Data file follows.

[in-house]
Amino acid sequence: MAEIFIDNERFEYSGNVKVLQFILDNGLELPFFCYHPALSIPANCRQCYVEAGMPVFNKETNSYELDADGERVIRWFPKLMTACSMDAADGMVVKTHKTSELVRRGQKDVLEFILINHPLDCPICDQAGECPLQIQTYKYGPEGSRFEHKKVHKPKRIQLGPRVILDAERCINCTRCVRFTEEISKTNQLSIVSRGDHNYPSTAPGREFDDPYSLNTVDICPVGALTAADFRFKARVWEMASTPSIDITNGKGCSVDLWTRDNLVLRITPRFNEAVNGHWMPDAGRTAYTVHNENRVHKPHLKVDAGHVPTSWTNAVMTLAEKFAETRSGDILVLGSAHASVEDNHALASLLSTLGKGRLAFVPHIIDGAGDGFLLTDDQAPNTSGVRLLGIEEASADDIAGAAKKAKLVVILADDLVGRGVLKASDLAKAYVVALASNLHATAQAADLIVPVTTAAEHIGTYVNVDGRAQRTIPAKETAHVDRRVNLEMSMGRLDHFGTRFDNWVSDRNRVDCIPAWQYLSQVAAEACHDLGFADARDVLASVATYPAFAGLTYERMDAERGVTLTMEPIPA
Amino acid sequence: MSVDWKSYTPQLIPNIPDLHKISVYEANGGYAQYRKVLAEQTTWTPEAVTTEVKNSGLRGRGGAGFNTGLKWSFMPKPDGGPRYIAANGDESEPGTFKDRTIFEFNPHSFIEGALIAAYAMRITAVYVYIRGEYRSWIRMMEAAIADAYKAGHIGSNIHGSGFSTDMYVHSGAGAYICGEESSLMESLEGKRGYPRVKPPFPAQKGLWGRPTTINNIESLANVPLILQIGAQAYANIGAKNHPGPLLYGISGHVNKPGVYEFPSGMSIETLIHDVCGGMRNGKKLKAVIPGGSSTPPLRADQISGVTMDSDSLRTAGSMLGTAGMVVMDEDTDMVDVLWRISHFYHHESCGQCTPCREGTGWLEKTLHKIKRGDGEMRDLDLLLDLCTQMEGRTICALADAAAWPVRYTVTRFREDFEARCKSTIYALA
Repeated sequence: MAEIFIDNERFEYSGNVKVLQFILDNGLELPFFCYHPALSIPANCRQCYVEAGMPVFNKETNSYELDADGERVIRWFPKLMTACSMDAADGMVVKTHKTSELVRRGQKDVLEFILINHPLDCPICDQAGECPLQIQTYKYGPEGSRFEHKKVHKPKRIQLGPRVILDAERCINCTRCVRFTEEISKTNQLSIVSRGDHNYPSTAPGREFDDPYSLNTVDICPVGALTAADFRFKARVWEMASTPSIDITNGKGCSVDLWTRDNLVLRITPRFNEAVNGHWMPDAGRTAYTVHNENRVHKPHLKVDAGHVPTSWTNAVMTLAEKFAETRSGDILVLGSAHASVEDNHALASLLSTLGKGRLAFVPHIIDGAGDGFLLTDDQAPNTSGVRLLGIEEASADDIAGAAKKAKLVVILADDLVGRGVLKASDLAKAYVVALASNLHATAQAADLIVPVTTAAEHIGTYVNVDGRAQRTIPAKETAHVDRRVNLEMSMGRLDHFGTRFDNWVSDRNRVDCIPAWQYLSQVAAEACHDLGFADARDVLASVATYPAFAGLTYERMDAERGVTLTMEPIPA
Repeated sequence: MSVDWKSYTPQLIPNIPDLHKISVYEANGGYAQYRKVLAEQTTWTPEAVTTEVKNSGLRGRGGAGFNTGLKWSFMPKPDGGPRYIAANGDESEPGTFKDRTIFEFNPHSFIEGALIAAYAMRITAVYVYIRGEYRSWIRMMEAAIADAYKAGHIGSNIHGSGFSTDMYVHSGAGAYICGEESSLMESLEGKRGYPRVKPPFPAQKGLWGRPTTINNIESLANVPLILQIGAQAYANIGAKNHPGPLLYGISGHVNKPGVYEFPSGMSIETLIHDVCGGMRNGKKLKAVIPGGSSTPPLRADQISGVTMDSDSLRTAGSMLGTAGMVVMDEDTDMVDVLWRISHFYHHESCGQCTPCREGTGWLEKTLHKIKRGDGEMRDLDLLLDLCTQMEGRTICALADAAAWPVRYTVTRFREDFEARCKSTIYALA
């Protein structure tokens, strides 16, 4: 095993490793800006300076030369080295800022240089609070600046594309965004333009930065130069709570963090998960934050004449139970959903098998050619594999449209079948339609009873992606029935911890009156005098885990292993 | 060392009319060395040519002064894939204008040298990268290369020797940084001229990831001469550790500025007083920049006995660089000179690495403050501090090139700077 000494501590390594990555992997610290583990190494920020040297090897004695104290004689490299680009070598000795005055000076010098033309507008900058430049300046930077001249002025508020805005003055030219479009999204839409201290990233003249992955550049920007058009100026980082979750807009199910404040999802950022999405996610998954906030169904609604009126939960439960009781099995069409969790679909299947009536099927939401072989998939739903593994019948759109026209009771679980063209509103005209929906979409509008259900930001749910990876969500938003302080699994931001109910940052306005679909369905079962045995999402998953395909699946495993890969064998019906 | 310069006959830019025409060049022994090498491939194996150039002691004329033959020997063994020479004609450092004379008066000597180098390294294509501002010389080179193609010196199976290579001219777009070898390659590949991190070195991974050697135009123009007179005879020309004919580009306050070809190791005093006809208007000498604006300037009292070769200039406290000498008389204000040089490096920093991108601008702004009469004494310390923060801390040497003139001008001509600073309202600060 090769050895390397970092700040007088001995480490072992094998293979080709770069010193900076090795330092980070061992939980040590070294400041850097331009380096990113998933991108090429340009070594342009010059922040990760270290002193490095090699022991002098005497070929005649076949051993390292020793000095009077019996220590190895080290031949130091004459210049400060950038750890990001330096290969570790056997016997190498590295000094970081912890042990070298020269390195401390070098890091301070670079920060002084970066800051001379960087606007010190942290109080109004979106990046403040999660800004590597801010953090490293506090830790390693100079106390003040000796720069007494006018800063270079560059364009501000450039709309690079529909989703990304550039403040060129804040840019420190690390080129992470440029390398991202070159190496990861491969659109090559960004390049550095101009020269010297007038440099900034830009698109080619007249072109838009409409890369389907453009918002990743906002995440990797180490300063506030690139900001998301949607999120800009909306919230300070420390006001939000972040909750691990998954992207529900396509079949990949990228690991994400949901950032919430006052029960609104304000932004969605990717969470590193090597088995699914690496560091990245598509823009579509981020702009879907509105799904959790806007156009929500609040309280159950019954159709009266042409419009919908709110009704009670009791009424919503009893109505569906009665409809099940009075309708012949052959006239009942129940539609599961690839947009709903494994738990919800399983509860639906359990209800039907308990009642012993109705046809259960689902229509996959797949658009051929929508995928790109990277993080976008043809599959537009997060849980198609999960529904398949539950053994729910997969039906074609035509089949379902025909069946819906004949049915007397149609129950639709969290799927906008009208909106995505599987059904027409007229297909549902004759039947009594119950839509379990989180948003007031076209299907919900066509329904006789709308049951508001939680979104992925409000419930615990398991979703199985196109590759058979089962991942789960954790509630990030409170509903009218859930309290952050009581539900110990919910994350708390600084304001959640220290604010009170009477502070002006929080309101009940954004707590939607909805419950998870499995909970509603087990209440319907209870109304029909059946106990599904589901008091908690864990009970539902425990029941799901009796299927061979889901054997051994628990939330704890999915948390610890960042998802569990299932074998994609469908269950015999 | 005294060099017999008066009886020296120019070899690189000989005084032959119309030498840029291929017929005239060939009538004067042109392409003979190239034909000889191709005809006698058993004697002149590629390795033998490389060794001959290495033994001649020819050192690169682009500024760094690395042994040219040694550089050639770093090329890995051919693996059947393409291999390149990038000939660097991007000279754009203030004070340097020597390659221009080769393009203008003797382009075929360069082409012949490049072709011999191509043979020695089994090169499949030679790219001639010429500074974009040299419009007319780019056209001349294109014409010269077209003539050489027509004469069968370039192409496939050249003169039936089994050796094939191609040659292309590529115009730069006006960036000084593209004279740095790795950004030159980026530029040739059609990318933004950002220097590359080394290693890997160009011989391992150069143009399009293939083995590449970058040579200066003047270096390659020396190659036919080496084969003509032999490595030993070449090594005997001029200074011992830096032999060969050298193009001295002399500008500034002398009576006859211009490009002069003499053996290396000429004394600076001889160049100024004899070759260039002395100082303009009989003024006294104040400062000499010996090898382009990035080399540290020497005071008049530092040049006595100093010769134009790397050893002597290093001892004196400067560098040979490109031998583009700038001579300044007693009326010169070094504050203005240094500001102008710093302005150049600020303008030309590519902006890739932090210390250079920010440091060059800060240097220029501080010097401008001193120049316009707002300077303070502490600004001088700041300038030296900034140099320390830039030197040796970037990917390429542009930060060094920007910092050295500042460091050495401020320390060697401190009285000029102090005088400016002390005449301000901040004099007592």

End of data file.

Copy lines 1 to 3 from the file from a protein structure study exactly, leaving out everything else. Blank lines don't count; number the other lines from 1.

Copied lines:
[in-house]
Amino acid sequence: MAEIFIDNERFEYSGNVKVLQFILDNGLELPFFCYHPALSIPANCRQCYVEAGMPVFNKETNSYELDADGERVIRWFPKLMTACSMDAADGMVVKTHKTSELVRRGQKDVLEFILINHPLDCPICDQAGECPLQIQTYKYGPEGSRFEHKKVHKPKRIQLGPRVILDAERCINCTRCVRFTEEISKTNQLSIVSRGDHNYPSTAPGREFDDPYSLNTVDICPVGALTAADFRFKARVWEMASTPSIDITNGKGCSVDLWTRDNLVLRITPRFNEAVNGHWMPDAGRTAYTVHNENRVHKPHLKVDAGHVPTSWTNAVMTLAEKFAETRSGDILVLGSAHASVEDNHALASLLSTLGKGRLAFVPHIIDGAGDGFLLTDDQAPNTSGVRLLGIEEASADDIAGAAKKAKLVVILADDLVGRGVLKASDLAKAYVVALASNLHATAQAADLIVPVTTAAEHIGTYVNVDGRAQRTIPAKETAHVDRRVNLEMSMGRLDHFGTRFDNWVSDRNRVDCIPAWQYLSQVAAEACHDLGFADARDVLASVATYPAFAGLTYERMDAERGVTLTMEPIPA
Amino acid sequence: MSVDWKSYTPQLIPNIPDLHKISVYEANGGYAQYRKVLAEQTTWTPEAVTTEVKNSGLRGRGGAGFNTGLKWSFMPKPDGGPRYIAANGDESEPGTFKDRTIFEFNPHSFIEGALIAAYAMRITAVYVYIRGEYRSWIRMMEAAIADAYKAGHIGSNIHGSGFSTDMYVHSGAGAYICGEESSLMESLEGKRGYPRVKPPFPAQKGLWGRPTTINNIESLANVPLILQIGAQAYANIGAKNHPGPLLYGISGHVNKPGVYEFPSGMSIETLIHDVCGGMRNGKKLKAVIPGGSSTPPLRADQISGVTMDSDSLRTAGSMLGTAGMVVMDEDTDMVDVLWRISHFYHHESCGQCTPCREGTGWLEKTLHKIKRGDGEMRDLDLLLDLCTQMEGRTICALADAAAWPVRYTVTRFREDFEARCKSTIYALA